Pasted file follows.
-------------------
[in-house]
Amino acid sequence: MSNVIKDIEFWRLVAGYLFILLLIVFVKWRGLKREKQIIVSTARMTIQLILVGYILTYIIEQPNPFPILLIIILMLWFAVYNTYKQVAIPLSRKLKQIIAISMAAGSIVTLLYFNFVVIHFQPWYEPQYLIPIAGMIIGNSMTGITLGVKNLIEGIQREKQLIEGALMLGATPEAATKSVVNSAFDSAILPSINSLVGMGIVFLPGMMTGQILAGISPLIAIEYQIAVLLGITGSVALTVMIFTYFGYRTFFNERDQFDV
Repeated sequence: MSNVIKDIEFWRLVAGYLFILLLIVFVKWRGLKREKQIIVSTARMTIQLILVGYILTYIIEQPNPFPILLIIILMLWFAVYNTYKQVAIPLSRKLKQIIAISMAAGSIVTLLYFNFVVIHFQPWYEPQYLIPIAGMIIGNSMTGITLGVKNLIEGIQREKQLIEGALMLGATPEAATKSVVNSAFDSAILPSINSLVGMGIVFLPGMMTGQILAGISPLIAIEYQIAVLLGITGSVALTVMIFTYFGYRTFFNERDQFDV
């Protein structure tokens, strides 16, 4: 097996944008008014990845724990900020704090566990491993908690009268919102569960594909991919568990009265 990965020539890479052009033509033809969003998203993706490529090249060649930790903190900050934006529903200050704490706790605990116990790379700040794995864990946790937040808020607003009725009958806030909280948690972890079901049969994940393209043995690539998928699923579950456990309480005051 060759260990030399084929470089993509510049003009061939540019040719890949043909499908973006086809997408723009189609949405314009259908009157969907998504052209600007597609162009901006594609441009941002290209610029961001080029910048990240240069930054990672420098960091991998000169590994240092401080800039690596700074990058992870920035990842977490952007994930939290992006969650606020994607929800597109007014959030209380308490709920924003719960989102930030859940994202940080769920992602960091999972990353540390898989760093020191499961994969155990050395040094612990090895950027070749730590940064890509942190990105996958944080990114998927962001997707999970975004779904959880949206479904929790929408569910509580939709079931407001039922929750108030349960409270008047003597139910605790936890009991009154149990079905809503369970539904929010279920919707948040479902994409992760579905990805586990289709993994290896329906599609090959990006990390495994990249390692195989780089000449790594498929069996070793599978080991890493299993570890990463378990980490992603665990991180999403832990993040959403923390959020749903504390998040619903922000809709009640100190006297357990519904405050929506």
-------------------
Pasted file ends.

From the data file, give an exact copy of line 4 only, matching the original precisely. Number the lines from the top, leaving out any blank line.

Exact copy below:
């Protein structure tokens, strides 16, 4: 097996944008008014990845724990900020704090566990491993908690009268919102569960594909991919568990009265 990965020539890479052009033509033809969003998203993706490529090249060649930790903190900050934006529903200050704490706790605990116990790379700040794995864990946790937040808020607003009725009958806030909280948690972890079901049969994940393209043995690539998928699923579950456990309480005051 060759260990030399084929470089993509510049003009061939540019040719890949043909499908973006086809997408723009189609949405314009259908009157969907998504052209600007597609162009901006594609441009941002290209610029961001080029910048990240240069930054990672420098960091991998000169590994240092401080800039690596700074990058992870920035990842977490952007994930939290992006969650606020994607929800597109007014959030209380308490709920924003719960989102930030859940994202940080769920992602960091999972990353540390898989760093020191499961994969155990050395040094612990090895950027070749730590940064890509942190990105996958944080990114998927962001997707999970975004779904959880949206479904929790929408569910509580939709079931407001039922929750108030349960409270008047003597139910605790936890009991009154149990079905809503369970539904929010279920919707948040479902994409992760579905990805586990289709993994290896329906599609090959990006990390495994990249390692195989780089000449790594498929069996070793599978080991890493299993570890990463378990980490992603665990991180999403832990993040959403923390959020749903504390998040619903922000809709009640100190006297357990519904405050929506």